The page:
Everyone loves a good series. I remember managing the kids department at a Borders and parents trying to steer their kids away from Animorphs and Goosebumps and toward “classics” or stand alone-well reviewed titles. I have no problem with those but I’d remind the parents to have a look at the adult best seller shelves before being too hard on the kids. Why should the kids have to read what they probably consider “broccoli books” when there’s all that fun stuff and it’s not like their parents are passing over Harlan Coban and James Patterson for Proust? And yes, I know they can all read both the good and the popular, but there’s got to be a little bit of give and take on this stuff. I know we read out loud some things, like the Percy Jackson series, but other things my daughter is into we say, “Yeah, feel free to read those on your own.”
But as a school librarian it can become a bear to decide what to buy and what not to buy. If you only buy lots of copies of the big series books (Wimpy Kid, etc.) then what will they read next? And what about that smaller, but devoted fan base to not as big, but still enthusiastic series readers of things like The Sisters Grimm and The Shadow Children series? And when you decide to get a series that’s been out for a while but you just haven’t gotten it at your library for one reason or another, is it better to get multiple copies of the first few titles and build from there, or one copy of every title?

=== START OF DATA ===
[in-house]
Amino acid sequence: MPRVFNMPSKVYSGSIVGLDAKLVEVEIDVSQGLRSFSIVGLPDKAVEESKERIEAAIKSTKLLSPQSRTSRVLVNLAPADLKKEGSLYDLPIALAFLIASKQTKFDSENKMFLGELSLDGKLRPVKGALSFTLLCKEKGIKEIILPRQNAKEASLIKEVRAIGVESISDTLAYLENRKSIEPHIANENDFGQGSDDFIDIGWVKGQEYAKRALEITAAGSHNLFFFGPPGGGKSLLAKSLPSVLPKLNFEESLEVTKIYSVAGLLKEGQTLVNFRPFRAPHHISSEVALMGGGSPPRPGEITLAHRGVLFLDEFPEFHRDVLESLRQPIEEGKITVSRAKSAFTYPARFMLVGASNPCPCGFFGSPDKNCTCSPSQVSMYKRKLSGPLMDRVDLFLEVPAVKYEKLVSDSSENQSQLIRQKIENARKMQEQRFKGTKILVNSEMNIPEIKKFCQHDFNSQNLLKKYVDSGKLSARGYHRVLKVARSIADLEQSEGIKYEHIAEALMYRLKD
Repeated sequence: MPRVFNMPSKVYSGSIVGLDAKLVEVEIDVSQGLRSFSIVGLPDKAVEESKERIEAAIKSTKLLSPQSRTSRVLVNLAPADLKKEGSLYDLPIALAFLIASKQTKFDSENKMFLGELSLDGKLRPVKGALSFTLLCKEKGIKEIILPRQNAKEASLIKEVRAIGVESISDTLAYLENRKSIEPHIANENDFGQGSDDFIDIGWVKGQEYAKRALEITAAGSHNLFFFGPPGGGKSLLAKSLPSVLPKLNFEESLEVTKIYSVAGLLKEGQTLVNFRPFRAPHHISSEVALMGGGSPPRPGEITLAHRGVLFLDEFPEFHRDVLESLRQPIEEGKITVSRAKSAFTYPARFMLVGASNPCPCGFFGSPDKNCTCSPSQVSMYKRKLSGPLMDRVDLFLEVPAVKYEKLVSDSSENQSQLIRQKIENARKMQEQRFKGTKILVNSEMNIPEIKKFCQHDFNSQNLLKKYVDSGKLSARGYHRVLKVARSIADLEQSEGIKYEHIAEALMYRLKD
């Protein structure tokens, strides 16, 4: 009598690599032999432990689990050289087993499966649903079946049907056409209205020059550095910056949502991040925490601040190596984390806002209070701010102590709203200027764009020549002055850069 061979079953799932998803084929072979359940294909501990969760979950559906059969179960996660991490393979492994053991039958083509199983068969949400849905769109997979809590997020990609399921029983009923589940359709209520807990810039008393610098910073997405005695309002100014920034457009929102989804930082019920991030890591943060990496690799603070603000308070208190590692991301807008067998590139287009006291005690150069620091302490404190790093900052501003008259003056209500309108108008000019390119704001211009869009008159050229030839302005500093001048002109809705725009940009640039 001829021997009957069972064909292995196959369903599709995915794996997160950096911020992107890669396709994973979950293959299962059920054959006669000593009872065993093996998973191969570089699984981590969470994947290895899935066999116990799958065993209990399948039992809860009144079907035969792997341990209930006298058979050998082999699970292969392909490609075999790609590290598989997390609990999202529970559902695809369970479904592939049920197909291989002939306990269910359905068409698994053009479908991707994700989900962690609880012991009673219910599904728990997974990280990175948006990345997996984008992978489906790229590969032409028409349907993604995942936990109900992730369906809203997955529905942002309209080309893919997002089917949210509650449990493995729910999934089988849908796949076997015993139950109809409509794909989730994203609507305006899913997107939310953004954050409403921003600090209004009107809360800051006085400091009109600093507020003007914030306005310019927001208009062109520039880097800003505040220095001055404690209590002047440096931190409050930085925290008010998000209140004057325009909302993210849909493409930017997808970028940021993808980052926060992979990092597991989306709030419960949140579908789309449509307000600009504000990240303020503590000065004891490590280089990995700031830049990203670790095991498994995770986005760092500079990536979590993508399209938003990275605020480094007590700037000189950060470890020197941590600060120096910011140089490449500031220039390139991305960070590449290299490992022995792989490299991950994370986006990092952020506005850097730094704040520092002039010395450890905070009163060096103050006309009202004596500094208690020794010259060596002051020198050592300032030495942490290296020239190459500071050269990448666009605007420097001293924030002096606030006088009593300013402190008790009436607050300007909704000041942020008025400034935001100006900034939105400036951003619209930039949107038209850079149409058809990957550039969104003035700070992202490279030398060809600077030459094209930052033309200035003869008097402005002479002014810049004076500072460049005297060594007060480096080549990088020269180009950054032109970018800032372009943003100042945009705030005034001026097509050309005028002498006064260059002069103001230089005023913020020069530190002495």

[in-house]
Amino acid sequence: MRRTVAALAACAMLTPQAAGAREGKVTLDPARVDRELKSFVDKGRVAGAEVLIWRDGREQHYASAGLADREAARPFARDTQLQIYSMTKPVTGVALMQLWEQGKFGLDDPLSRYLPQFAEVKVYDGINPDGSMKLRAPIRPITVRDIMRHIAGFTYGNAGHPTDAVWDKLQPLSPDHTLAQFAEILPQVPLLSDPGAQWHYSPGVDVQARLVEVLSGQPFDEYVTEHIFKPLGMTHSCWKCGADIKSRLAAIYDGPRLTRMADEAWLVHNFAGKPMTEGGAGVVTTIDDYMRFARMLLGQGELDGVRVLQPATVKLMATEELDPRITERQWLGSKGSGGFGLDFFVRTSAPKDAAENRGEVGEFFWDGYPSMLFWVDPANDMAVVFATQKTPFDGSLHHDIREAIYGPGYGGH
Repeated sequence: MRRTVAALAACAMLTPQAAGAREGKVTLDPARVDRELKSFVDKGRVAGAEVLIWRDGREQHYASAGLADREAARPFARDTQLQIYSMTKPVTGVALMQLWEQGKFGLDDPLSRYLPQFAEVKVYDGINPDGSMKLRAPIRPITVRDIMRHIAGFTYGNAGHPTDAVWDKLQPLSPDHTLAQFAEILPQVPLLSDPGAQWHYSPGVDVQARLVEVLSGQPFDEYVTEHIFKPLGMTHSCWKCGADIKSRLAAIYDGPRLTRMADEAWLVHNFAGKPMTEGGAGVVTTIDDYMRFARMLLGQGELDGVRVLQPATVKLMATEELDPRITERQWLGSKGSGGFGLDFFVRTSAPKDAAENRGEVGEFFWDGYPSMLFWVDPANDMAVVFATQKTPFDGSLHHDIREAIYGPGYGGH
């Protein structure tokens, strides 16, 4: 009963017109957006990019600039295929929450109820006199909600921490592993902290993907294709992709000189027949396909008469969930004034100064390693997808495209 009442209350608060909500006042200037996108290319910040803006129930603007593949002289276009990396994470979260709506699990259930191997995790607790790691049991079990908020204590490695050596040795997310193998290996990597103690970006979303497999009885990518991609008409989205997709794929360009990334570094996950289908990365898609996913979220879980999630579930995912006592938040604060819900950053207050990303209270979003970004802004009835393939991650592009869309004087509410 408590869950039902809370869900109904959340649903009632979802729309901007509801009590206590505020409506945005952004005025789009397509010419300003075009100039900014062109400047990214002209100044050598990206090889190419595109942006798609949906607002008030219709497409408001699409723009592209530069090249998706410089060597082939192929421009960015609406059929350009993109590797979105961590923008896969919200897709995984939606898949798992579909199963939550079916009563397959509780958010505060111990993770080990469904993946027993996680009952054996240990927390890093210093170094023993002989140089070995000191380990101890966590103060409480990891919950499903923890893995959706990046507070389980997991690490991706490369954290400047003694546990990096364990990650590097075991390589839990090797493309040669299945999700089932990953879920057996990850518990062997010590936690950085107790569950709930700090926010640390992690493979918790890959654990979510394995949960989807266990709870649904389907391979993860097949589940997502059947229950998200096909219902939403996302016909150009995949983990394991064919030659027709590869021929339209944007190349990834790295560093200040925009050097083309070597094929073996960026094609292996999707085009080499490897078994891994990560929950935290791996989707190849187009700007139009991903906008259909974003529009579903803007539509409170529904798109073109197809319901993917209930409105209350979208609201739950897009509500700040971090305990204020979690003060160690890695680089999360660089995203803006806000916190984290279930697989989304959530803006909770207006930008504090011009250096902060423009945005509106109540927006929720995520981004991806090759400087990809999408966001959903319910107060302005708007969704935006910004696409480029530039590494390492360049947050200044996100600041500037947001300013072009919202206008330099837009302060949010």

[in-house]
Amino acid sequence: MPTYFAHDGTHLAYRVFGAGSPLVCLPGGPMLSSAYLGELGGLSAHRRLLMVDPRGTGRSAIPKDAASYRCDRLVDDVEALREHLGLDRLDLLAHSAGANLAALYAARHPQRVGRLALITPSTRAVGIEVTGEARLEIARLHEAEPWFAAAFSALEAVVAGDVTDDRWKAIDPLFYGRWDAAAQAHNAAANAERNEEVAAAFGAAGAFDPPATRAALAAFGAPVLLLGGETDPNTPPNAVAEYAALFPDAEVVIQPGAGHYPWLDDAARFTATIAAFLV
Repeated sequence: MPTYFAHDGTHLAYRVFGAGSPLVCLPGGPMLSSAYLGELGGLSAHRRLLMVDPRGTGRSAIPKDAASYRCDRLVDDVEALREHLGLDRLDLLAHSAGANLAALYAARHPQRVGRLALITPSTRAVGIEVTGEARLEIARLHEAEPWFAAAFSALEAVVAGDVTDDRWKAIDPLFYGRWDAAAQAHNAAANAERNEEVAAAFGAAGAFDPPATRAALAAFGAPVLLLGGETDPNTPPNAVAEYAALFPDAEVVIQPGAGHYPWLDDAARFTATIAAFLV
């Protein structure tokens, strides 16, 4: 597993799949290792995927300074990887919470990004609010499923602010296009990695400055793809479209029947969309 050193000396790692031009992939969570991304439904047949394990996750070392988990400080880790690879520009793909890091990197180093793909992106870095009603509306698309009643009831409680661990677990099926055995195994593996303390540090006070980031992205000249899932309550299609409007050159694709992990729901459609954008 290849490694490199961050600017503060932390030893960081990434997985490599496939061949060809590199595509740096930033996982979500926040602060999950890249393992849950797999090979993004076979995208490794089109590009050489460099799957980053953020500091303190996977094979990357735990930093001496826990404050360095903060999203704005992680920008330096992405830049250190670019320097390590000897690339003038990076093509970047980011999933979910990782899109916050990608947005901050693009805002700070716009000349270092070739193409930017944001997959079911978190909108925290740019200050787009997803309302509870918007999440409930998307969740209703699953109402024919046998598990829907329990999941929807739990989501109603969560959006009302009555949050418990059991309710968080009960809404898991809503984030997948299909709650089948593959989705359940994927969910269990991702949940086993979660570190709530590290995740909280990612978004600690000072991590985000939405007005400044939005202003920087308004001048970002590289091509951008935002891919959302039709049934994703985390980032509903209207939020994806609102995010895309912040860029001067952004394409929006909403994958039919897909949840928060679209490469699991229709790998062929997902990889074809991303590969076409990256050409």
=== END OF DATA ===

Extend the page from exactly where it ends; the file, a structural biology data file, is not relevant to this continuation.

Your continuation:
These are tougher questions than you might realize and I’ve been experimenting with different ways of handling it. One thing that helps is our district has a “not over five” guideline meaning you really don’t need to be buying more than five copies of any one title. So I do have five copies of all the Wimpy Kid books and while that’s never enough, request-wise, it’s good that I don’t devote any more purchasing dollars to that series so I can get other things.
I also stay away from series that have a million titles that either need to be read in order or only come in paperback. Some 5th grade boys tried to talk me into getting Naruto, but that’s a paperback-only comic series that seems to be never ending. They have those at the public library down the street.
One thing I use is Follett’s Titlewave to sort lists of books. There’s a feature where you can sort a list by “popularity.” This basically means the books other librarians are buying from them. But when you make a list, like I have, of all the series books kids ask me about and sort it by popularity it spreads them out so I can do one order based on that list and I’ll end up with a couple of Babymouse, Big Nate, Fly Guy, Amulet, Captain Underpants, Bone, etc. without favoring any one series over the other and I can continue to build them up that way without thinking too hard about it. Sure, if someone says, “Why don’t we have number four in the blah blah blah series, I’ll make a special note of something like that but otherwise I can spread them out and keep the series books freshened up without going crazy making detailed lists.
It also keeps me from building up series I might like over ones that the kids might like. I’ve taken over school libraries with full sets of old Nancy Drew and Hardy Boys books. Some of the Nancy Drew books still check out. Not so much the Hardy boys. I think other librarians bought those out of sentimentality. I do give preference to teacher requests, especially if I think they’ll be talking it up to their students or reading it out loud every year. One class went crazy for Boxcar Children because a teacher kept turning them on to it. At this school I’ve only had one request for them (and don’t have many copies) so won’t add that series to my buy list unless there’s more interest.
It’s hard, man. Especially when there’s just so much out there.